NS: There are no secrets. There are no shortcuts. There are no magic diets. I mean, if there was anything like that that existed, we would all be doing it. We would all have a six pack and firm, tight glutes and you know, I mean, it doesn’t exist. The only prescription is hard work. And don’t be afraid to ask for help. It’s different for everybody. What works for one one person might not work for the next person. And that’s why it’s really important to have somebody who specializes in this field to help you obtain those goals, unless you’re willing to do the education on your own, right? If you’re willing to do the research and be your own guinea pig and figure out what works for your body, which a lot of people do, and it works for them, and that’s great, too. But yeah, unfortunately, none of the diet pills or drinks or Voodoo witchcraft, none of that stuff actually works. You know, it’s not rocket science. It’s a simple equation. But sometimes you just need a little bit of help and guidance, you know, through it all.
AB: Yeah, you feel how you fuel. Sad, but true.
NS: I wish there was an easier way.
AB: I wish that I felt better after eating Ben and Jerry’s. That’s really what’s going on here.
NS: Exactly. Yeah, you and me both. I know people think I have all the answers and I’ve got it all figured out. But I’m human just like everybody else. If I could have a six pack and sit around and eat 12 Krispy Kreme doughnuts, like I would totally do it, you know? It just isn’t reality.
AB: Sad but true.
So in the last few years You’ve experienced some really personal tragic losses. Your father died in an accident and your sister lost her battle with cancer. I am so sorry for your loss. But I’m wondering how spending time outside has helped you move through those? Because I’ve noticed, as your Instagram stalker, that you’ve started running more or that you have really increased the amount of time you’re spending outside – or at least the amount of time you’re talking about it. So would you like to tell us about that?
NS: I will talk about this. I might cry at some point.
But yeah, I will talk about this a little bit. My father was killed in a tragic car accident, which was by far the most difficult time in my life. I would say that a part of me died that day, you know, like, literally life left my body. I still have a very difficult time with this because I did not have the opportunity to say goodbye. I did not have the opportunity to see him one last time. So on top of the grief of losing him, just the tragedy of it all was more than I could really bear at that time.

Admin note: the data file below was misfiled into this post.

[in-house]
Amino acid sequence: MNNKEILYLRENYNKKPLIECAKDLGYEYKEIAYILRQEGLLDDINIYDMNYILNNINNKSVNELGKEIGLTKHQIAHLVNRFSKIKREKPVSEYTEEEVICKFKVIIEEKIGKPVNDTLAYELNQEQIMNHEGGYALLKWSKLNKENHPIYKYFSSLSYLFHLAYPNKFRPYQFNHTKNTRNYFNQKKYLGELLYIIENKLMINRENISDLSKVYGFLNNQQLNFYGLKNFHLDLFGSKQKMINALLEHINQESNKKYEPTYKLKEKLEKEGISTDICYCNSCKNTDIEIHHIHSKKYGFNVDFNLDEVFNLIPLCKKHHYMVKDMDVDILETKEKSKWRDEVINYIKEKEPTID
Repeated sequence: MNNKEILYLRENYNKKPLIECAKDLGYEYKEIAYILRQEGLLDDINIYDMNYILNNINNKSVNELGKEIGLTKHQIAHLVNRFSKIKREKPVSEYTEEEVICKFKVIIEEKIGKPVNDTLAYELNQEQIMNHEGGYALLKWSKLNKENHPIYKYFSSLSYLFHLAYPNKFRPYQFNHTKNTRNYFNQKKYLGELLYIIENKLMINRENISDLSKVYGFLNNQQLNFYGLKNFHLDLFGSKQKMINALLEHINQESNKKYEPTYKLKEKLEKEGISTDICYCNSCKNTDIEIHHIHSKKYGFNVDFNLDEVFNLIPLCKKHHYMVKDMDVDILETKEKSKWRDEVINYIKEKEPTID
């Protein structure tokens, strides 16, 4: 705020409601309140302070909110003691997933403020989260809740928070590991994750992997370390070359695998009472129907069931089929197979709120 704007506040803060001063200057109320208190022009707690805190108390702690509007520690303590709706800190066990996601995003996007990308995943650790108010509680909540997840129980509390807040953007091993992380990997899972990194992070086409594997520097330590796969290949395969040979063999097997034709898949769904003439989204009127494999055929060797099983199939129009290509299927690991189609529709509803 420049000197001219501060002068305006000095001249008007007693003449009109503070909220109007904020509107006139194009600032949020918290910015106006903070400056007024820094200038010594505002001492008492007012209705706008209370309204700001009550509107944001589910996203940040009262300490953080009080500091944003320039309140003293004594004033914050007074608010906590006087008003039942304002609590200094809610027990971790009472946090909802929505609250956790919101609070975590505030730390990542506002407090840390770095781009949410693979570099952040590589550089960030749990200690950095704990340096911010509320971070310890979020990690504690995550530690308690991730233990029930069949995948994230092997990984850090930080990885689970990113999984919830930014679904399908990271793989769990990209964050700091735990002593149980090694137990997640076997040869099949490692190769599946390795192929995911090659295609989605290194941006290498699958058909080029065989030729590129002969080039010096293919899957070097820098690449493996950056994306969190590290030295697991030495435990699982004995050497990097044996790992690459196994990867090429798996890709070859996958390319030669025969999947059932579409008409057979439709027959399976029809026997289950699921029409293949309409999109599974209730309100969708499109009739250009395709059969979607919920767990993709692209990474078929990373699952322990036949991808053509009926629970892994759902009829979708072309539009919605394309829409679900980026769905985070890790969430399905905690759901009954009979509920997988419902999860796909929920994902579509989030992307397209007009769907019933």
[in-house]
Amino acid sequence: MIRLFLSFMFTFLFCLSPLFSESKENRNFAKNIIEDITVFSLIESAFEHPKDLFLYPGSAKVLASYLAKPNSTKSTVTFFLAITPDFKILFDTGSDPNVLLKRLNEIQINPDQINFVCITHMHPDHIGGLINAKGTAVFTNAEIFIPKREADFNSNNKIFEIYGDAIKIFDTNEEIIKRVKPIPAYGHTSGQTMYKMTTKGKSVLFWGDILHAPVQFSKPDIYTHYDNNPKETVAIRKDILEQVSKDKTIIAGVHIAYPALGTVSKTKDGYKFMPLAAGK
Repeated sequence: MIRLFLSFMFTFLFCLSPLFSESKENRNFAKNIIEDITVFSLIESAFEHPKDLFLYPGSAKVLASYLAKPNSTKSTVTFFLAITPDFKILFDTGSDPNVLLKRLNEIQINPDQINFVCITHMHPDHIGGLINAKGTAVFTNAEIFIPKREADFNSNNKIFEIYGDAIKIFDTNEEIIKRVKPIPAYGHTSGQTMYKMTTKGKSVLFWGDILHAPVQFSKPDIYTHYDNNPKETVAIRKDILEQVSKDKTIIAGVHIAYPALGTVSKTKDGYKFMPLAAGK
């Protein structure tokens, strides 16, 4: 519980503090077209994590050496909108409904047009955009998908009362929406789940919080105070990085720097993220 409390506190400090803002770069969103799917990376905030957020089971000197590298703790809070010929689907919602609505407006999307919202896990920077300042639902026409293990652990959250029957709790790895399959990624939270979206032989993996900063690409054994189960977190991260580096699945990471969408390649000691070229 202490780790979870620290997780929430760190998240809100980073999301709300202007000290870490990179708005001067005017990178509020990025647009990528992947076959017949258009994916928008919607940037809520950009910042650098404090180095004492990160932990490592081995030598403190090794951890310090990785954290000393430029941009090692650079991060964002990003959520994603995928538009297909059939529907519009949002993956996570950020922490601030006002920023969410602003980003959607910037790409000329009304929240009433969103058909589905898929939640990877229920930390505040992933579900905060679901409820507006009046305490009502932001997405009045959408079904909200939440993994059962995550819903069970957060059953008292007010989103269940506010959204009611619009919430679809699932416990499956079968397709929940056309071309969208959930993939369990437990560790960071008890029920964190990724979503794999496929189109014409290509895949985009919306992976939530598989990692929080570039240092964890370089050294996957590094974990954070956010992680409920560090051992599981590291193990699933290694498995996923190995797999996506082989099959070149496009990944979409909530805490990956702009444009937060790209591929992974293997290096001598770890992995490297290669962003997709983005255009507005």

At the time I was living in Austin, Texas and I was training at CrossFit Jaakrhu. I will say that when I finally made my way back to the gym, which was quite a while after my father’s death, the people there were just incredible. You know, I can remember walking in that day. My coach at the time was Michael Winchester, and he literally just turned to me and grabbed me up in his arms and just held me for this long embrace. There were no words that were exchanged. He literally just held me and let me cry for like, five solid minutes. And those are definitely some of the most authentic relationships that I’ve probably forged to this to date, which says a lot because I’ve known a lot of people in my life. I think just having people that are just willing to just sit there in the trenches with you, and it was okay to not be strong. You know what I’m saying? I’ve always felt this immense pressure to be strong and just suck it up and keep pushing forward. I was at a point in my life where I could not, I just couldn’t. And so anyway, so yes, it meant a lot to have people there who were just there to be with me and who just loved me and they loved me really well during that time.
I did eventually start back with running. I started out just going for little two or three milers and then I kind of made a goal to like — okay, I’m going to run 30 miles this week. Austin’s just a beautiful, beautiful area with lots of trails there to run. There’s a lot of active people in that city and so that certainly helped a lot, too. But yeah, lots of hiking, lots of running. It might sound crazy, but I just felt closer to my dad when I was doing that. And I don’t really know how to put that into words. I can remember several runs just like looking up at the clouds and just feeling like he was there with me.